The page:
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ELLINGTON – Endorsed Republican first selectman candidate Lori Spielman will face incumbent Maurice Blanchette in the Sept. 16 primary. Blanchette is seeking a fourth term as first selectman, but lost out on the endorsement to Spielman at the July 23 GOP caucus. Blanchette said his experience in the position and his experience leading other town organizations are needed in the town’s top office. He said there are a number of things he would like to see through, including the charter revision. “In order to support those things that are now in motion, I need to be here,” Blanchette said. He pointed to six years of successful budget votes while he has been in office as evidence that he has been able to gain residents’ support. A former Board of Education member who served eight years as chairman of the school board, Blanchette also was the president of a small company in town.

Currently on the Board of Selectmen, Spielman has 20 years of experience on various town boards. “I want to refresh the political landscape,” she said, adding her time in town government has shown her how government runs and how to improve it. Spielman said she would like to see expanded hours for the senior center, saying seniors have told her they would like it to be open Saturday nights and Sundays. She said many seniors are living alone and have lost spouses and friends, and that would be a way to help them stay active in the community. She also said the town owns a number of properties it has obtained through donations or tax foreclosure sales, and the town should work to get those properties back on the tax rolls. She is the owner of Lori Spielman Landscaping. In addition to her experience on the Board of Selectman, she has served on the Wetlands Commission and Planning and Zoning, as well as other town commissions. The Republican primary will be held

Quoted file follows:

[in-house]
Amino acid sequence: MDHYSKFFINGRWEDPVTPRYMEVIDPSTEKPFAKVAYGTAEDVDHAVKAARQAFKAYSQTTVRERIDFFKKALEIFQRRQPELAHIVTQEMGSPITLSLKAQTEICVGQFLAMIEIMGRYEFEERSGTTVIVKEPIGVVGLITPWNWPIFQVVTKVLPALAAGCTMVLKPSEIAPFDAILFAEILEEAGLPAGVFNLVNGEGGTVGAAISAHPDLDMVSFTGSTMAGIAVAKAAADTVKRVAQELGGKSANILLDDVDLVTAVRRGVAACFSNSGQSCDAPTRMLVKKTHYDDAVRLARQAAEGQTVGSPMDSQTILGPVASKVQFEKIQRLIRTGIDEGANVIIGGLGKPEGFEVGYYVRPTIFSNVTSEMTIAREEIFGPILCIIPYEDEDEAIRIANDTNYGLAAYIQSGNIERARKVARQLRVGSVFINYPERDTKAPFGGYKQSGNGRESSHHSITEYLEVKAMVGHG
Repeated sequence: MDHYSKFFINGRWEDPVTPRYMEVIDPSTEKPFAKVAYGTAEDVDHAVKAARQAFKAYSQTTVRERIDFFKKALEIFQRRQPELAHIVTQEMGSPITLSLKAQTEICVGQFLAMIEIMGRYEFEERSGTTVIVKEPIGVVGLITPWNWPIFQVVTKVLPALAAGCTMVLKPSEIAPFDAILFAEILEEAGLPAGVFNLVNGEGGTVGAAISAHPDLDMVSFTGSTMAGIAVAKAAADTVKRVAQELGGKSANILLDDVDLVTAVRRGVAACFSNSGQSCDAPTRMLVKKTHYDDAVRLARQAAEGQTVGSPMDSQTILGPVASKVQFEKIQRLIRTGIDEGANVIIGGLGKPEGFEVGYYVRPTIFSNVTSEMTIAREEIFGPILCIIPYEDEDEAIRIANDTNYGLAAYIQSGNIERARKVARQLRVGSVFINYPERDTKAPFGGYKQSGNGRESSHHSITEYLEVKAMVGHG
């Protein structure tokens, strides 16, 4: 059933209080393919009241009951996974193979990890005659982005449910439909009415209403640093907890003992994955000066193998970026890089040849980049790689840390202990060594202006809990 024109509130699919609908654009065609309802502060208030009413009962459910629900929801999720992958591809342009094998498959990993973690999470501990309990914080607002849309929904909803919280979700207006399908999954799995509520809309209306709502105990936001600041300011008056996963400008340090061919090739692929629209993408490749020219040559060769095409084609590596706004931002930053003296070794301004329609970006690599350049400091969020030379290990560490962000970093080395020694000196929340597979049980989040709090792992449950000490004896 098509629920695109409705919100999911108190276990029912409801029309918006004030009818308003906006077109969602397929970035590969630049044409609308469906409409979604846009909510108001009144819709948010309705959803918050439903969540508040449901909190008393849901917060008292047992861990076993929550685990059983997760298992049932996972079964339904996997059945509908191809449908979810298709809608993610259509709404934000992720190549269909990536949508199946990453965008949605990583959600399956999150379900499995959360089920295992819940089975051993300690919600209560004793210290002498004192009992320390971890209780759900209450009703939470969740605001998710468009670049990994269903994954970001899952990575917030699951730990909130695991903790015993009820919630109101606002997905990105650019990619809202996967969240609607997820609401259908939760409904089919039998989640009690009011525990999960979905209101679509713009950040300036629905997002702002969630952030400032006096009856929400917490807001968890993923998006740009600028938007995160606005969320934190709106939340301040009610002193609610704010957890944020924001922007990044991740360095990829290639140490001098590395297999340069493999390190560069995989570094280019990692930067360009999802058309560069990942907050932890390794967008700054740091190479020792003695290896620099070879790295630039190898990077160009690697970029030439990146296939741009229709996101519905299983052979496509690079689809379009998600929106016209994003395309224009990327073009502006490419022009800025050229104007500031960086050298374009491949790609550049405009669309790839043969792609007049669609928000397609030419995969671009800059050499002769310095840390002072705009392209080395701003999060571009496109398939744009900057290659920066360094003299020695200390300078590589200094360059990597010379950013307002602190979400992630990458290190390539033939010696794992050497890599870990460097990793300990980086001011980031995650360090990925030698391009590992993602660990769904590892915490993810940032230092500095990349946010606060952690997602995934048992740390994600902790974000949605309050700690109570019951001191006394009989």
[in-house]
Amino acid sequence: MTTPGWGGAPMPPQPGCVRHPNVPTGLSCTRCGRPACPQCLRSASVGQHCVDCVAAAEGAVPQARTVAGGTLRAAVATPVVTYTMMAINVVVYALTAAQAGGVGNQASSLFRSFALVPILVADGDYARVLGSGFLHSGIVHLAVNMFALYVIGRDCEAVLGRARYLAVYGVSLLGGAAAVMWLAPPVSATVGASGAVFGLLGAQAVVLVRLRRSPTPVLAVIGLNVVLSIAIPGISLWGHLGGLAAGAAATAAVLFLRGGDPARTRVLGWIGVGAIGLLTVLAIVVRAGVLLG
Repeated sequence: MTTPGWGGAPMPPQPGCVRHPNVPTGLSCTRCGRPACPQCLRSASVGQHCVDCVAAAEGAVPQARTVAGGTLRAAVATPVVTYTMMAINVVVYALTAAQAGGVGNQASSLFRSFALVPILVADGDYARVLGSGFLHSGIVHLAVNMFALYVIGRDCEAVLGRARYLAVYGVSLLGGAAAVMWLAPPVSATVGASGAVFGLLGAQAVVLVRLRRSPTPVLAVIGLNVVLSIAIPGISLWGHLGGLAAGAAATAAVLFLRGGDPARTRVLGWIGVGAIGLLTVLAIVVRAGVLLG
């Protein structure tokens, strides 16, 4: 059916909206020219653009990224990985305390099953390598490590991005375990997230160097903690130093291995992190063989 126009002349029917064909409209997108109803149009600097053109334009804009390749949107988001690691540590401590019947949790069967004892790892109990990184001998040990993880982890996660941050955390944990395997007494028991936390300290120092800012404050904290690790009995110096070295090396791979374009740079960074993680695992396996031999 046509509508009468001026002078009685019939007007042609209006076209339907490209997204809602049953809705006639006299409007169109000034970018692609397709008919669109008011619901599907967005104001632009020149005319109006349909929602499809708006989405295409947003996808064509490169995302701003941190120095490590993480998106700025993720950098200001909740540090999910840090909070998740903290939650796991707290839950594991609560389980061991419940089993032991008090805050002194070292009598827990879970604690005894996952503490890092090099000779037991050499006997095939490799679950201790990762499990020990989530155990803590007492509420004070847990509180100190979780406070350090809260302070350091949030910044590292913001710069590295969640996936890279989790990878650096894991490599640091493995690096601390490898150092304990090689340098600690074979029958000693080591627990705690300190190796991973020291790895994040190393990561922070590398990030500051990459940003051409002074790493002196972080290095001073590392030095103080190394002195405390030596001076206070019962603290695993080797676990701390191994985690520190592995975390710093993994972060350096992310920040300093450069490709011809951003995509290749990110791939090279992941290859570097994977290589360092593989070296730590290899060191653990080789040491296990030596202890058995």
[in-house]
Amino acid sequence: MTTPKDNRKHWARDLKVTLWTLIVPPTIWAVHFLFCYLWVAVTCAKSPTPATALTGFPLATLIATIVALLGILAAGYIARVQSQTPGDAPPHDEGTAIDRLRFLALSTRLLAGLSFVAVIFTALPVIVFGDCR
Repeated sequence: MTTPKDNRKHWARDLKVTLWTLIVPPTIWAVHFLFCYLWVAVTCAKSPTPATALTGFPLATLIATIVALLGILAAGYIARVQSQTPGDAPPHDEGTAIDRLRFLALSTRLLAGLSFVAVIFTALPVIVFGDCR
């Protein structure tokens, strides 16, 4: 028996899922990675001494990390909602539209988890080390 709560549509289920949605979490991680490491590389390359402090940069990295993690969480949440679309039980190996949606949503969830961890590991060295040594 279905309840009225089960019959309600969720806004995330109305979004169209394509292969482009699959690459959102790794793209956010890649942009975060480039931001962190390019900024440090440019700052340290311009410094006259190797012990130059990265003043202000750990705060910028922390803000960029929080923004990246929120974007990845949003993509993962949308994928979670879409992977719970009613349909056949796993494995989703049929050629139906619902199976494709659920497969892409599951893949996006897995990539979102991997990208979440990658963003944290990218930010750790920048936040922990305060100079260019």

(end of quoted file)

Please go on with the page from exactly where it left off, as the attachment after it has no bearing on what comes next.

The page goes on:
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By Linda Tishler Levinson


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September2015_NCN new template 8/31/15 1:33 PM Page 15

Enfield Seeks New Town Manager

Enfield